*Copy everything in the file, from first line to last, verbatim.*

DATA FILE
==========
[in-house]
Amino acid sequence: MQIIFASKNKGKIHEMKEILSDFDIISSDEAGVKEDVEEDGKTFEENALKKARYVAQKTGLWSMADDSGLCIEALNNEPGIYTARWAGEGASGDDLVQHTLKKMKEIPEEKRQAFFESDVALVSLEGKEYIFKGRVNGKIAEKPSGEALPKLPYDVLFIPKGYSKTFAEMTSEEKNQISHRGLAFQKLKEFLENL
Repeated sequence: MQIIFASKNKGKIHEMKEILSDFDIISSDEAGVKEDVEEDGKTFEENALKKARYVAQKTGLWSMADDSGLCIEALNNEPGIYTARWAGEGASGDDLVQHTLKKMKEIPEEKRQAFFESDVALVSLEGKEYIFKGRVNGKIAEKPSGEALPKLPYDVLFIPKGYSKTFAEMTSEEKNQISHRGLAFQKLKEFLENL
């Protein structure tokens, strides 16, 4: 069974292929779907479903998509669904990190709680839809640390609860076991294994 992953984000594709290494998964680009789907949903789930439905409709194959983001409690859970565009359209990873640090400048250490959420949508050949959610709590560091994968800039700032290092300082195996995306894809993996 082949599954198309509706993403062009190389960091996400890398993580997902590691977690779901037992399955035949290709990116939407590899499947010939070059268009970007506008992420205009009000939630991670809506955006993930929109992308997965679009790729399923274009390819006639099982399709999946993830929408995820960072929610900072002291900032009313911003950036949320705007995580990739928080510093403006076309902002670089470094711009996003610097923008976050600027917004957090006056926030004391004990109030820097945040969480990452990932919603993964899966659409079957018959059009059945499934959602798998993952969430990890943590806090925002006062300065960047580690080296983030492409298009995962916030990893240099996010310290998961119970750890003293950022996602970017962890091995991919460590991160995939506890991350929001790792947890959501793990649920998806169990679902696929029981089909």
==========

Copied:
[in-house]
Amino acid sequence: MQIIFASKNKGKIHEMKEILSDFDIISSDEAGVKEDVEEDGKTFEENALKKARYVAQKTGLWSMADDSGLCIEALNNEPGIYTARWAGEGASGDDLVQHTLKKMKEIPEEKRQAFFESDVALVSLEGKEYIFKGRVNGKIAEKPSGEALPKLPYDVLFIPKGYSKTFAEMTSEEKNQISHRGLAFQKLKEFLENL
Repeated sequence: MQIIFASKNKGKIHEMKEILSDFDIISSDEAGVKEDVEEDGKTFEENALKKARYVAQKTGLWSMADDSGLCIEALNNEPGIYTARWAGEGASGDDLVQHTLKKMKEIPEEKRQAFFESDVALVSLEGKEYIFKGRVNGKIAEKPSGEALPKLPYDVLFIPKGYSKTFAEMTSEEKNQISHRGLAFQKLKEFLENL
């Protein structure tokens, strides 16, 4: 069974292929779907479903998509669904990190709680839809640390609860076991294994 992953984000594709290494998964680009789907949903789930439905409709194959983001409690859970565009359209990873640090400048250490959420949508050949959610709590560091994968800039700032290092300082195996995306894809993996 082949599954198309509706993403062009190389960091996400890398993580997902590691977690779901037992399955035949290709990116939407590899499947010939070059268009970007506008992420205009009000939630991670809506955006993930929109992308997965679009790729399923274009390819006639099982399709999946993830929408995820960072929610900072002291900032009313911003950036949320705007995580990739928080510093403006076309902002670089470094711009996003610097923008976050600027917004957090006056926030004391004990109030820097945040969480990452990932919603993964899966659409079957018959059009059945499934959602798998993952969430990890943590806090925002006062300065960047580690080296983030492409298009995962916030990893240099996010310290998961119970750890003293950022996602970017962890091995991919460590991160995939506890991350929001790792947890959501793990649920998806169990679902696929029981089909």